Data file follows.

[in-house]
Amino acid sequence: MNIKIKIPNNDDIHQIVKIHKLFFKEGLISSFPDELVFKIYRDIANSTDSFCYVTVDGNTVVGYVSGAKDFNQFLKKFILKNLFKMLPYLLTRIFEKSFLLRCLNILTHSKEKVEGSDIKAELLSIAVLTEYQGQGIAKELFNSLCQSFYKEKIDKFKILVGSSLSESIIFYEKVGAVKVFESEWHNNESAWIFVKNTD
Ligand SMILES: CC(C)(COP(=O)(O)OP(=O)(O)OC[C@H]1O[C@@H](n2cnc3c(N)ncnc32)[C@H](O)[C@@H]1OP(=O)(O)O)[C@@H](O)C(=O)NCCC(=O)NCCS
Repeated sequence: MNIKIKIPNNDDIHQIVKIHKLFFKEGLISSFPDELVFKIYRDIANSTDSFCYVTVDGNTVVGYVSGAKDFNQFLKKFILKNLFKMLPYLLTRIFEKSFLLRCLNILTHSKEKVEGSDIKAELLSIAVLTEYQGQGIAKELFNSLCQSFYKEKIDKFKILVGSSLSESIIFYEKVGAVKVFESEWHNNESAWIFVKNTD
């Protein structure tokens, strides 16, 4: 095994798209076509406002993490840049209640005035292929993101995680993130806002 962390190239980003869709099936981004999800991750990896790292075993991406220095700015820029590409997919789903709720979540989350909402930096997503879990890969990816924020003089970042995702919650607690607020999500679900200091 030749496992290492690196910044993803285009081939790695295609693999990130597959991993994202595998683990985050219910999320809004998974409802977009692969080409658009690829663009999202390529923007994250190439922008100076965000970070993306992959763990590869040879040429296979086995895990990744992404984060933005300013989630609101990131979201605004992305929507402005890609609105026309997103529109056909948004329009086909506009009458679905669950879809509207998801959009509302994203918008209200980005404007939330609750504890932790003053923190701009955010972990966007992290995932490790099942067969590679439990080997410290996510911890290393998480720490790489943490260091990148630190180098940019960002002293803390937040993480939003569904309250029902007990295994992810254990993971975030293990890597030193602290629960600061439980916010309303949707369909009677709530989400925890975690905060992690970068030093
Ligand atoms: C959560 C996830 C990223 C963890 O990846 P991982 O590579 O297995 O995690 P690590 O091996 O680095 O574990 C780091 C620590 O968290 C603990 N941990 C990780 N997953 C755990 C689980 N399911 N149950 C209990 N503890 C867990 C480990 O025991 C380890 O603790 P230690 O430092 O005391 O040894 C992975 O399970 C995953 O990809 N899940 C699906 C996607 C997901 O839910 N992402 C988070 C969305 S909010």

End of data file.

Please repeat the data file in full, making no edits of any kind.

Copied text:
[in-house]
Amino acid sequence: MNIKIKIPNNDDIHQIVKIHKLFFKEGLISSFPDELVFKIYRDIANSTDSFCYVTVDGNTVVGYVSGAKDFNQFLKKFILKNLFKMLPYLLTRIFEKSFLLRCLNILTHSKEKVEGSDIKAELLSIAVLTEYQGQGIAKELFNSLCQSFYKEKIDKFKILVGSSLSESIIFYEKVGAVKVFESEWHNNESAWIFVKNTD
Ligand SMILES: CC(C)(COP(=O)(O)OP(=O)(O)OC[C@H]1O[C@@H](n2cnc3c(N)ncnc32)[C@H](O)[C@@H]1OP(=O)(O)O)[C@@H](O)C(=O)NCCC(=O)NCCS
Repeated sequence: MNIKIKIPNNDDIHQIVKIHKLFFKEGLISSFPDELVFKIYRDIANSTDSFCYVTVDGNTVVGYVSGAKDFNQFLKKFILKNLFKMLPYLLTRIFEKSFLLRCLNILTHSKEKVEGSDIKAELLSIAVLTEYQGQGIAKELFNSLCQSFYKEKIDKFKILVGSSLSESIIFYEKVGAVKVFESEWHNNESAWIFVKNTD
């Protein structure tokens, strides 16, 4: 095994798209076509406002993490840049209640005035292929993101995680993130806002 962390190239980003869709099936981004999800991750990896790292075993991406220095700015820029590409997919789903709720979540989350909402930096997503879990890969990816924020003089970042995702919650607690607020999500679900200091 030749496992290492690196910044993803285009081939790695295609693999990130597959991993994202595998683990985050219910999320809004998974409802977009692969080409658009690829663009999202390529923007994250190439922008100076965000970070993306992959763990590869040879040429296979086995895990990744992404984060933005300013989630609101990131979201605004992305929507402005890609609105026309997103529109056909948004329009086909506009009458679905669950879809509207998801959009509302994203918008209200980005404007939330609750504890932790003053923190701009955010972990966007992290995932490790099942067969590679439990080997410290996510911890290393998480720490790489943490260091990148630190180098940019960002002293803390937040993480939003569904309250029902007990295994992810254990993971975030293990890597030193602290629960600061439980916010309303949707369909009677709530989400925890975690905060992690970068030093
Ligand atoms: C959560 C996830 C990223 C963890 O990846 P991982 O590579 O297995 O995690 P690590 O091996 O680095 O574990 C780091 C620590 O968290 C603990 N941990 C990780 N997953 C755990 C689980 N399911 N149950 C209990 N503890 C867990 C480990 O025991 C380890 O603790 P230690 O430092 O005391 O040894 C992975 O399970 C995953 O990809 N899940 C699906 C996607 C997901 O839910 N992402 C988070 C969305 S909010």